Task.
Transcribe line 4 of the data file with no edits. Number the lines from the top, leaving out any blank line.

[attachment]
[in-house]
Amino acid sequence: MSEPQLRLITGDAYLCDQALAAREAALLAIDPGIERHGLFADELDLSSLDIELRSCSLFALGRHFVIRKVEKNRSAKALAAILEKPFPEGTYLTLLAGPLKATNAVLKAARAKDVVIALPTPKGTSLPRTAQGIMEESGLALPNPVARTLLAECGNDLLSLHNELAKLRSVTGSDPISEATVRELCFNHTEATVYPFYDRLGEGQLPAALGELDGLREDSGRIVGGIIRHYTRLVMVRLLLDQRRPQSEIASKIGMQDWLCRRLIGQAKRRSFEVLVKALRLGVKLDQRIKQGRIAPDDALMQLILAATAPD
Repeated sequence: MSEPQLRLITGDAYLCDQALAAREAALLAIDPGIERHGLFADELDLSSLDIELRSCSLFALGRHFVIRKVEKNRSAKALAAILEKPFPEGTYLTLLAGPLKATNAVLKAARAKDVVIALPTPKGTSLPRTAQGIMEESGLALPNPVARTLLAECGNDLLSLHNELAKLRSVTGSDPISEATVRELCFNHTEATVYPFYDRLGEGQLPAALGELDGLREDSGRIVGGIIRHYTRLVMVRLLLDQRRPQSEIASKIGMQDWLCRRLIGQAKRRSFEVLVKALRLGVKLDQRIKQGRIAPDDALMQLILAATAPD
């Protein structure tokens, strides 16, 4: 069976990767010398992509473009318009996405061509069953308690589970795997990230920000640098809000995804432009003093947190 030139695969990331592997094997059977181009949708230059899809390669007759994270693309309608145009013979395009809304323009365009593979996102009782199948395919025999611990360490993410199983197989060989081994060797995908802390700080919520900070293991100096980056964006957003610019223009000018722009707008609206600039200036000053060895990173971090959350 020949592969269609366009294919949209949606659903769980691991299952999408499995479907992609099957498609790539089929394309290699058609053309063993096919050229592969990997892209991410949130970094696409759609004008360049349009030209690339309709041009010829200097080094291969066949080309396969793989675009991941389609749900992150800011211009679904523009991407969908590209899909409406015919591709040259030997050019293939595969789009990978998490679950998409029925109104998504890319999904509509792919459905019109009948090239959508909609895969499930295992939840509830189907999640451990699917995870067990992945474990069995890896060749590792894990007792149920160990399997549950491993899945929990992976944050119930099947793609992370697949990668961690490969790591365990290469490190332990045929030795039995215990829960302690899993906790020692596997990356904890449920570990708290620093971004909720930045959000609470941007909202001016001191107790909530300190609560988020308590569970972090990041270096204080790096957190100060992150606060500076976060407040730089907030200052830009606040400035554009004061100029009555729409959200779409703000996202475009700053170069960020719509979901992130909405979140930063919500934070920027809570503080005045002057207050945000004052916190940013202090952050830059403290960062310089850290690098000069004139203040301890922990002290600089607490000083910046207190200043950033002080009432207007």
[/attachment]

């Protein structure tokens, strides 16, 4: 069976990767010398992509473009318009996405061509069953308690589970795997990230920000640098809000995804432009003093947190 030139695969990331592997094997059977181009949708230059899809390669007759994270693309309608145009013979395009809304323009365009593979996102009782199948395919025999611990360490993410199983197989060989081994060797995908802390700080919520900070293991100096980056964006957003610019223009000018722009707008609206600039200036000053060895990173971090959350 020949592969269609366009294919949209949606659903769980691991299952999408499995479907992609099957498609790539089929394309290699058609053309063993096919050229592969990997892209991410949130970094696409759609004008360049349009030209690339309709041009010829200097080094291969066949080309396969793989675009991941389609749900992150800011211009679904523009991407969908590209899909409406015919591709040259030997050019293939595969789009990978998490679950998409029925109104998504890319999904509509792919459905019109009948090239959508909609895969499930295992939840509830189907999640451990699917995870067990992945474990069995890896060749590792894990007792149920160990399997549950491993899945929990992976944050119930099947793609992370697949990668961690490969790591365990290469490190332990045929030795039995215990829960302690899993906790020692596997990356904890449920570990708290620093971004909720930045959000609470941007909202001016001191107790909530300190609560988020308590569970972090990041270096204080790096957190100060992150606060500076976060407040730089907030200052830009606040400035554009004061100029009555729409959200779409703000996202475009700053170069960020719509979901992130909405979140930063919500934070920027809570503080005045002057207050945000004052916190940013202090952050830059403290960062310089850290690098000069004139203040301890922990002290600089607490000083910046207190200043950033002080009432207007």